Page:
Although administrators were most concerned about the older patient population being dissatisfied with the kiosks, the elderly patients turned out to be more computer-savvy than expected. "And for those that may not be, they very rarely come by themselves," says Whitley. "So we really didn't have the obstacle that we had anticipated."

In addition, registration staff are always present to help patients, should they need assistance to get through the check-in process.

Kiosks were just implemented at a second registration site, and customer satisfaction is being measured using the same real-time survey. Patients are asked whether the registration process was easy, moderate, or difficult. Out of about 100 to 150 registrations, only about three patients check "difficult."

If patients answer "difficult," then they are asked a series of additional questions: Were you uncomfortable with self-service check-in? Did the screens move the way you wanted them to? Was your registration staff member courteous to you during the process? Would you like to be contacted?

"If we have any issues, we can address them right then and there. We don't have to wait until we get a survey back later on," says Whitley.

Delays dramatically reduced

Since patient satisfaction with registration was already measured before the kiosks were implemented, the department had a baseline to work with. "Most of our registration issues, when we didn't score well, were due to wait time," says Whitley. "It wasn't so much the actual registration process but how long it took to see a registration person and the time it took us to register them."

Previously, average wait times from the time patients walked in the door until they finished registration, including the time they waited for a registration person, were at around 32 minutes. "Now, in our heart services site, from the time the patient signs in until they finish checking in is six-and-a-half minutes," says Whitley. "So we are carving about 20 to 25 minutes off the registration time. It's been very successful for us."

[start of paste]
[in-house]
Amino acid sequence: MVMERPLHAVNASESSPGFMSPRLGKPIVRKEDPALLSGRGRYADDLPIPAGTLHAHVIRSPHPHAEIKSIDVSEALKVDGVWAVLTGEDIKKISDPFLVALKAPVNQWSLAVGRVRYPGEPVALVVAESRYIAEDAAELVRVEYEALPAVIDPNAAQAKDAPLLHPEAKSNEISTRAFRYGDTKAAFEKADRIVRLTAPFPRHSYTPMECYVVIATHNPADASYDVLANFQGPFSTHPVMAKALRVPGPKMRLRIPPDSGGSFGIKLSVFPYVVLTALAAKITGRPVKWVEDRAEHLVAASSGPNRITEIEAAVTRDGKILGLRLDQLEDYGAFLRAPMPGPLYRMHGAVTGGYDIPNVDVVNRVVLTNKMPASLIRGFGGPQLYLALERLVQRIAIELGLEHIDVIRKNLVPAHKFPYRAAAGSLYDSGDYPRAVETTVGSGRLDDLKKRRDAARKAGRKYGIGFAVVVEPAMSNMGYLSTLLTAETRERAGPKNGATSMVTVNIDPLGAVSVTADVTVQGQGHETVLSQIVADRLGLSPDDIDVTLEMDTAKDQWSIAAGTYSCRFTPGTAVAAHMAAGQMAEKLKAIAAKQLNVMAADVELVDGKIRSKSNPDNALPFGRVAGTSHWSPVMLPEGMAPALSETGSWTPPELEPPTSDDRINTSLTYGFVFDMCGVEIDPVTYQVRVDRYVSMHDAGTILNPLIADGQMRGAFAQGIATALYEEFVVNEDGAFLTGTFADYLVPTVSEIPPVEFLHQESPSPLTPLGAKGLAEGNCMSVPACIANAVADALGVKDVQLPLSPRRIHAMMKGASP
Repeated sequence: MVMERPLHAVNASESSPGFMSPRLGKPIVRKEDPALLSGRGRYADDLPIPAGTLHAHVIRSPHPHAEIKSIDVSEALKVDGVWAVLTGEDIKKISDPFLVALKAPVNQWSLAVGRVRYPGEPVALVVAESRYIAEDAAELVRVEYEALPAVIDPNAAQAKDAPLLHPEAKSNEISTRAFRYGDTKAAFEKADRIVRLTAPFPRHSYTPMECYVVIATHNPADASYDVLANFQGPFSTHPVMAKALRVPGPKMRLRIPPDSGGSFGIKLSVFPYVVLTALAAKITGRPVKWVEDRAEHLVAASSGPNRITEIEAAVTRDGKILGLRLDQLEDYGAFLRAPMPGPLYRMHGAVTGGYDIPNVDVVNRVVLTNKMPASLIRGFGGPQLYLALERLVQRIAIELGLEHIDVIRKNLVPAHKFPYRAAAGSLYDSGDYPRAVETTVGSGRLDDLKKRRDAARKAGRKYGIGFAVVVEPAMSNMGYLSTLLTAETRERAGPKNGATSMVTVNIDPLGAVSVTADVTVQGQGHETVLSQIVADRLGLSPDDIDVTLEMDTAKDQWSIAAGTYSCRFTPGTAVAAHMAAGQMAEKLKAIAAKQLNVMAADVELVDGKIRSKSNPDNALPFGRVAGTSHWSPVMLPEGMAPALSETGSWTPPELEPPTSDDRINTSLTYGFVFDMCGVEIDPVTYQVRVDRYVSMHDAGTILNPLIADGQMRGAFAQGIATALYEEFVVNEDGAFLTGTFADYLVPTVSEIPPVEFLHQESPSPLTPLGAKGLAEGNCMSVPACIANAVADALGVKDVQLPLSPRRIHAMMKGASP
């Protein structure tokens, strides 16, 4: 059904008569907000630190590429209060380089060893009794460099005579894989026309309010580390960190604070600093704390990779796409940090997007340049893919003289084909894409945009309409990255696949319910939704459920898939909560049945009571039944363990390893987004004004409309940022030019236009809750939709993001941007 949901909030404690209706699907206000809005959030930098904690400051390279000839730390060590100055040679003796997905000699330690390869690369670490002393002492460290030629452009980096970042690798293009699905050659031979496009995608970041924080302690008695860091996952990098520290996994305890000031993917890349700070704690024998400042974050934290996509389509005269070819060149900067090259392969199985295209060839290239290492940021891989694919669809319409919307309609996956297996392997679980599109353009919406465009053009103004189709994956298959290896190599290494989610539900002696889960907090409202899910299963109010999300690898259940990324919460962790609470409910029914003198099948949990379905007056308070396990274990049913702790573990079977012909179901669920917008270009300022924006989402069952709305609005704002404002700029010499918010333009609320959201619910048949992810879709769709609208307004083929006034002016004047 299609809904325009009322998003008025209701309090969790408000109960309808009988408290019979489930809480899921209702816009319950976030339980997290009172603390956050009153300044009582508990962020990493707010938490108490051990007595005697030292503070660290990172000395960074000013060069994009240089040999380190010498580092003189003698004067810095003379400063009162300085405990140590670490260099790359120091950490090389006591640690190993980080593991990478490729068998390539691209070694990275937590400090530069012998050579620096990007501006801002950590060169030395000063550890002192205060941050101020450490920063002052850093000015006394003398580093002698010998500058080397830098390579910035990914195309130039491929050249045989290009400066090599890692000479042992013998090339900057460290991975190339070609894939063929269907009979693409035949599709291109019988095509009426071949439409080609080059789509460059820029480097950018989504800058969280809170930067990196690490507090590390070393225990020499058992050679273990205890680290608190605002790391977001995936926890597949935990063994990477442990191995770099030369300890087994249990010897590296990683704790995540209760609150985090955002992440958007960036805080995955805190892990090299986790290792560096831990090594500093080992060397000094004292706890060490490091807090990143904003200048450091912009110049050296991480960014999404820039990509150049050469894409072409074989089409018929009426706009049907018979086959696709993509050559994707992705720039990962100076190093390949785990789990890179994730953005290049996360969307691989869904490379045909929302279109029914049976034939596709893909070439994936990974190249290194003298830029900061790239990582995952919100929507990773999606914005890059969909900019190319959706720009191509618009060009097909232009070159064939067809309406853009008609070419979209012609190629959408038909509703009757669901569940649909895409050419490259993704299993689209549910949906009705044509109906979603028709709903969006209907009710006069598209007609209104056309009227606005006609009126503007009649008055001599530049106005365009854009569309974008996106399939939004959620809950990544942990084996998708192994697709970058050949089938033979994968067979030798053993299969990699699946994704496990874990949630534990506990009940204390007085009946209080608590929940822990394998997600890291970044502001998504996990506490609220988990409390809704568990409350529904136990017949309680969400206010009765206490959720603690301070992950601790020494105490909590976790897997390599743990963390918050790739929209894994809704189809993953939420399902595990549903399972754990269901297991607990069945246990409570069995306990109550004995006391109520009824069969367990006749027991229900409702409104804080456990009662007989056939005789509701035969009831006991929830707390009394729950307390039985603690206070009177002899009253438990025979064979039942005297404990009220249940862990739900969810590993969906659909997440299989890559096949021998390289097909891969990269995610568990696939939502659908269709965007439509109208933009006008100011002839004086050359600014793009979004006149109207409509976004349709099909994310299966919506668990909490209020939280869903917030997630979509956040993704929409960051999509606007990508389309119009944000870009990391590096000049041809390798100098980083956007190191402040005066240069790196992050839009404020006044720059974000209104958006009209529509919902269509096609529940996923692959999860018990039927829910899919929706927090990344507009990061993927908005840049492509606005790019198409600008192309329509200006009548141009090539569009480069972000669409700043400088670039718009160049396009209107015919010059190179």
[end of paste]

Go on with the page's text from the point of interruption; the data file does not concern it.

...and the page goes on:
For this reason, Whitley recommends working closely with clinical staff during the rollout of kiosks. Kiosks were rolled out in the heart services area first, which had only two registration staff members. This meant that if 10 patients walked in at the same time, they could only be registered two at a time.

When the department went live with kiosk registration, suddenly all 10 patients could be registered at once. "This meant that patients were processed five times faster, so we had more patients going to the clinical area in a faster manner," says Whitley. "In order to be ready to accept them, the clinical areas had to adjust their scheduling."

Previously, the clinical areas had based their operations on a 30 to 45 minute wait time for registration. Since that wait time decreased significantly, more appointments could be booked, for example, in the imaging area. "They were able to go from 30-minute slots to 15-minute slots and increase the number of appointments, because people weren't being held in registration," says Whitley.

Staff are ambassadors

In the past year, kiosks were implemented in two of the hospital's freestanding imaging centers, a multiphysician clinic, and a family health center. "We have four registration areas in our main hospital that we have now consolidated to one area," says Whitley. Currently, the organization is in the process of rolling out kiosks in all of its surgical services and plans to add kiosks to its urgent care center, ED, and wound care and rehabilitation center.

Whitley says that "one of the most important aspects of success with kiosks is your staff. The kiosk technology works, but the presentation of the technology in a positive manner is what makes it successful. Your employees can definitely make or break the success of the project."

In other words, your staff have to act as "ambassadors," says Whitley. "Staff move from being the interrogators asking questions behind the desk, to moving next to the patient and assisting them with any of their needs. This changes the dynamics of the registration staff."

As a side benefit of kiosk registration, you can learn a great deal of information. "The computer tells you everything that's going on with your patient. It tells you who is scheduled, what time they are scheduled, who is checking in, who has completed the check-in, whether this is a Medicare patient, and many other aspects," says Whitley. "The person who monitors the activity of all of the kiosks has to be a highly functioning, multitasking employee."

[For more information, contact:

• Beth Keith, Manager, ACS Healthcare Solutions. Phone: (985) 845-1559. E-mail: beth.keith@acs-hcs.com.

• Alan N. Leipsner, MPH, MBA, FACHE, Administrative Director of Urology, Hackensack University Medical Center. E-mail: ALeipsner@humed.com.

• Kim Whitley, Director, Patient Access and Clinical Intake Management, Medical Center of Central Georgia, Macon. E-mail: Whitley.Kim@mccg.org.

• John Woerly, RHIA, CHAM, Senior Manager, Accenture, Indianapolis. Phone: (317)590-3067. E-mail: john.woerly@accenture.com.]